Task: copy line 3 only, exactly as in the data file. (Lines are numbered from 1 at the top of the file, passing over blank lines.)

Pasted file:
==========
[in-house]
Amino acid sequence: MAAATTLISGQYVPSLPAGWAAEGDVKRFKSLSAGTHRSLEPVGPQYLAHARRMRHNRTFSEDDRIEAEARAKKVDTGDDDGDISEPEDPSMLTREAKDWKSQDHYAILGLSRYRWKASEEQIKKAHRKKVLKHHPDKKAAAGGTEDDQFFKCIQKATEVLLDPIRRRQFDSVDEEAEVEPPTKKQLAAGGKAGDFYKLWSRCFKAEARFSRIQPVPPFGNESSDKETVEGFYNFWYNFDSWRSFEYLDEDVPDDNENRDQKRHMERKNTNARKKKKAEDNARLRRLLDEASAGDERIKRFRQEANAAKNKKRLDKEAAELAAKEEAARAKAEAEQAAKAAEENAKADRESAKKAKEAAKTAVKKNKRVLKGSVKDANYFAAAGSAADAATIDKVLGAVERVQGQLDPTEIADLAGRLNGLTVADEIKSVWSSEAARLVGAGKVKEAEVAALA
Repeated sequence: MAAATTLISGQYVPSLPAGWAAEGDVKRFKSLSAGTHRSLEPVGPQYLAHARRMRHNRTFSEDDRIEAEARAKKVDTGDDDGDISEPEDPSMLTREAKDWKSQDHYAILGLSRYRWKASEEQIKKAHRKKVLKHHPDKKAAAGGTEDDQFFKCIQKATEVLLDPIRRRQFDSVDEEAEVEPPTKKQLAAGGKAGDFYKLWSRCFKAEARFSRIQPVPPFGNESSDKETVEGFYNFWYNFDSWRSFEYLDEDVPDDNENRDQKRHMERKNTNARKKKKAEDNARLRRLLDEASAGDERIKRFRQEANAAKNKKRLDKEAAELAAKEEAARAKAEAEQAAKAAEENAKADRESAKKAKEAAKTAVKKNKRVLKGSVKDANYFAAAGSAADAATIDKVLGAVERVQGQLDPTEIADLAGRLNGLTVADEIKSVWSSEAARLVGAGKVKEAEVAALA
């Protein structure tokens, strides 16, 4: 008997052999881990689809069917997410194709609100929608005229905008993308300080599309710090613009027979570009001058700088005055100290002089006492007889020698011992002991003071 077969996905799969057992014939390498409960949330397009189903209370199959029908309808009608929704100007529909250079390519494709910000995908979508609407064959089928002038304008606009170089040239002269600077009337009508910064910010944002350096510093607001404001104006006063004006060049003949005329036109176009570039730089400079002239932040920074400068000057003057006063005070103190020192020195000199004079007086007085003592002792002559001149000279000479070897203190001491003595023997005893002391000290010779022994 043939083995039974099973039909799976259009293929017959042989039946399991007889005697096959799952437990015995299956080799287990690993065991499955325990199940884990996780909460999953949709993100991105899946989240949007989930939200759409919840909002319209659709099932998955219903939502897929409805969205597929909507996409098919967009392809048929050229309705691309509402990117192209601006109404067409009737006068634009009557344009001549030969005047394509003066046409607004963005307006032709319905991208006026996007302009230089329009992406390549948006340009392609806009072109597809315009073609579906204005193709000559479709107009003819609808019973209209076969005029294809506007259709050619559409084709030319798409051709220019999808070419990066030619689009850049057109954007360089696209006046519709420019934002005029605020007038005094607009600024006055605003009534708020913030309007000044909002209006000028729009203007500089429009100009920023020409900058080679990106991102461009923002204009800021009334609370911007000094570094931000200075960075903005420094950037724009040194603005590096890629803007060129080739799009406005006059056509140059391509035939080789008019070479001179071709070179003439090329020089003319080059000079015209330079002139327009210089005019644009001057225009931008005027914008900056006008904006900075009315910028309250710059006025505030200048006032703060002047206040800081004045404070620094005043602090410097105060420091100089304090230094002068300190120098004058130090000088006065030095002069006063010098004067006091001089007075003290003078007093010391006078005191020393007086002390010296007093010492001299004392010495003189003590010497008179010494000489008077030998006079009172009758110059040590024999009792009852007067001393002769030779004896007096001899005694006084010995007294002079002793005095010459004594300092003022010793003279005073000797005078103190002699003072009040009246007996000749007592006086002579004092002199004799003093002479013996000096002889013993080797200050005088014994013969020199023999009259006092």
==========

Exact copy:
Repeated sequence: MAAATTLISGQYVPSLPAGWAAEGDVKRFKSLSAGTHRSLEPVGPQYLAHARRMRHNRTFSEDDRIEAEARAKKVDTGDDDGDISEPEDPSMLTREAKDWKSQDHYAILGLSRYRWKASEEQIKKAHRKKVLKHHPDKKAAAGGTEDDQFFKCIQKATEVLLDPIRRRQFDSVDEEAEVEPPTKKQLAAGGKAGDFYKLWSRCFKAEARFSRIQPVPPFGNESSDKETVEGFYNFWYNFDSWRSFEYLDEDVPDDNENRDQKRHMERKNTNARKKKKAEDNARLRRLLDEASAGDERIKRFRQEANAAKNKKRLDKEAAELAAKEEAARAKAEAEQAAKAAEENAKADRESAKKAKEAAKTAVKKNKRVLKGSVKDANYFAAAGSAADAATIDKVLGAVERVQGQLDPTEIADLAGRLNGLTVADEIKSVWSSEAARLVGAGKVKEAEVAALA